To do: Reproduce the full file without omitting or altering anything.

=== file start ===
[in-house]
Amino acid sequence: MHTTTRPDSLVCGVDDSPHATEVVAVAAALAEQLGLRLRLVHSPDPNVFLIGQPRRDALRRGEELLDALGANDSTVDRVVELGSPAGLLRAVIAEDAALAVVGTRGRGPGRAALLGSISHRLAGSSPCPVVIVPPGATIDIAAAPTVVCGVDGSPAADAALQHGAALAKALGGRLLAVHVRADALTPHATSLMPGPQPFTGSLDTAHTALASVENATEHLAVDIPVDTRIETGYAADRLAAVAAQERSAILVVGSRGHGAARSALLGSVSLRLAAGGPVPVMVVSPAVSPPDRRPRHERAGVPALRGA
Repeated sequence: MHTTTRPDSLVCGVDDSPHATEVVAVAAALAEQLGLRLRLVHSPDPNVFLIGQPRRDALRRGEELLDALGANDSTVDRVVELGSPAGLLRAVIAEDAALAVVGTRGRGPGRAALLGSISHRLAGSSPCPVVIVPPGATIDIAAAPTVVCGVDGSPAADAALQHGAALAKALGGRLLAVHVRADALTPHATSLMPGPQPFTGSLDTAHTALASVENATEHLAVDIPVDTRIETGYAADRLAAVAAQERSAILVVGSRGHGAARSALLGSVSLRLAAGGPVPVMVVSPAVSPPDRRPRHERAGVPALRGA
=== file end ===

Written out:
[in-house]
Amino acid sequence: MHTTTRPDSLVCGVDDSPHATEVVAVAAALAEQLGLRLRLVHSPDPNVFLIGQPRRDALRRGEELLDALGANDSTVDRVVELGSPAGLLRAVIAEDAALAVVGTRGRGPGRAALLGSISHRLAGSSPCPVVIVPPGATIDIAAAPTVVCGVDGSPAADAALQHGAALAKALGGRLLAVHVRADALTPHATSLMPGPQPFTGSLDTAHTALASVENATEHLAVDIPVDTRIETGYAADRLAAVAAQERSAILVVGSRGHGAARSALLGSVSLRLAAGGPVPVMVVSPAVSPPDRRPRHERAGVPALRGA
Repeated sequence: MHTTTRPDSLVCGVDDSPHATEVVAVAAALAEQLGLRLRLVHSPDPNVFLIGQPRRDALRRGEELLDALGANDSTVDRVVELGSPAGLLRAVIAEDAALAVVGTRGRGPGRAALLGSISHRLAGSSPCPVVIVPPGATIDIAAAPTVVCGVDGSPAADAALQHGAALAKALGGRLLAVHVRADALTPHATSLMPGPQPFTGSLDTAHTALASVENATEHLAVDIPVDTRIETGYAADRLAAVAAQERSAILVVGSRGHGAARSALLGSVSLRLAAGGPVPVMVVSPAVSPPDRRPRHERAGVPALRGA